Professor Fabien Sorin and doctoral assistant Andreas Leber, at the Laboratory of Photonic Materials and Fibre Devices (FIMAP) in EPFL's School of Engineering, have developed a technology that can be used to detect a body's movements - and a whole lot more. "Imagine clothing or hospital bed sheets capable of monitoring your breathing and physical gestures, or AI-powered textiles that allow humans to interact more safely and intuitively with robots" says Leber. "The flexible transmission lines that we've developed can do all of this."

Stretching, pressure and torque

Carbon nanotube transistors are a step closer to commercial reality, now that MIT researchers have demonstrated that the devices can be made swiftly in commercial facilities, with the same equipment used to manufacture the silicon-based transistors that are the backbone of today's computing industry.

CAMBRIDGE, MA -- Inspired by the Japanese art of paper cutting, MIT engineers have designed a friction-boosting material that could be used to coat the bottom of your shoes, giving them a stronger grip on ice and other slippery surfaces.

The researchers drew on kirigami, a variation of origami that involves cutting paper as well as folding it, to create the new coating. Laboratory tests showed that when people wearing kirigami-coated shoes walked on an icy surface, they generated more friction than the uncoated shoes.

Professor Fabien Sorin and doctoral assistant Andreas Leber, at the Laboratory of Photonic Materials and Fibre Devices (FIMAP) in EPFL's School of Engineering, have developed a technology that can be used to detect a body's movements - and a whole lot more. "Imagine clothing or hospital bed sheets capable of monitoring your breathing and other vital movements, or AI-powered textiles that allow robots to interact more safely and intuitively with humans" says Leber. "The soft transmission lines that we've developed open the door to all of this."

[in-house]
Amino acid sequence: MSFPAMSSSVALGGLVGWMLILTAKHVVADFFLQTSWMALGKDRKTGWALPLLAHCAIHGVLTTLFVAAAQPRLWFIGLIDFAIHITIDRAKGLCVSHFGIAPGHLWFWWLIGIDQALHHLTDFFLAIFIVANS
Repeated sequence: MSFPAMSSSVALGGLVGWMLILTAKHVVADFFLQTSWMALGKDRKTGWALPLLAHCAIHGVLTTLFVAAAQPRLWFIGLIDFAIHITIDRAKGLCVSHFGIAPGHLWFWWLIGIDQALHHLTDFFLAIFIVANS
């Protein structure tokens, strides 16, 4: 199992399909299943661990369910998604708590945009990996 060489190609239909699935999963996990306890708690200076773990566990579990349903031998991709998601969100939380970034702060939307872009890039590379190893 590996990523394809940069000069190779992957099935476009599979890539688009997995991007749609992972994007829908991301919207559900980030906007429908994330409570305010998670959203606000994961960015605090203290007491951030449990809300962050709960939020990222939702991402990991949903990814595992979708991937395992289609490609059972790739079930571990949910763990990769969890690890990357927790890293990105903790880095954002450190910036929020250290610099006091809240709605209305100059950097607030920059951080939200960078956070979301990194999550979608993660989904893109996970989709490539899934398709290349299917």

Stretching, pressing and twisting

A few minutes into the life of the universe, colliding emissions of light energy created the first particles of matter and antimatter. We are familiar with the reverse process--matter generating energy--which occurs in an atomic bomb, for example, but it has been difficult to recreate that critical transformation of light into matter.

Roboticists at the University of California San Diego have developed flexible feet that can help robots walk up to 40 percent faster on uneven terrain such as pebbles and wood chips. The work has applications for search-and-rescue missions as well as space exploration.

"Robots need to be able to walk fast and efficiently on natural, uneven terrain so they can go everywhere humans can go, but maybe shouldn't," said Emily Lathrop, the paper's first author and a Ph.D. student at the Jacobs School of Engineering at UC San Diego.

A research group led by Kobe University's Professor MATOBA Osamu (Organization for Advanced and Integrated Research) has successfully created 3D fluorescence and phase imaging of living cells based on digital holography (*1). They used plant cells with fluorescent protein markers in their nuclei to demonstrate this imaging system.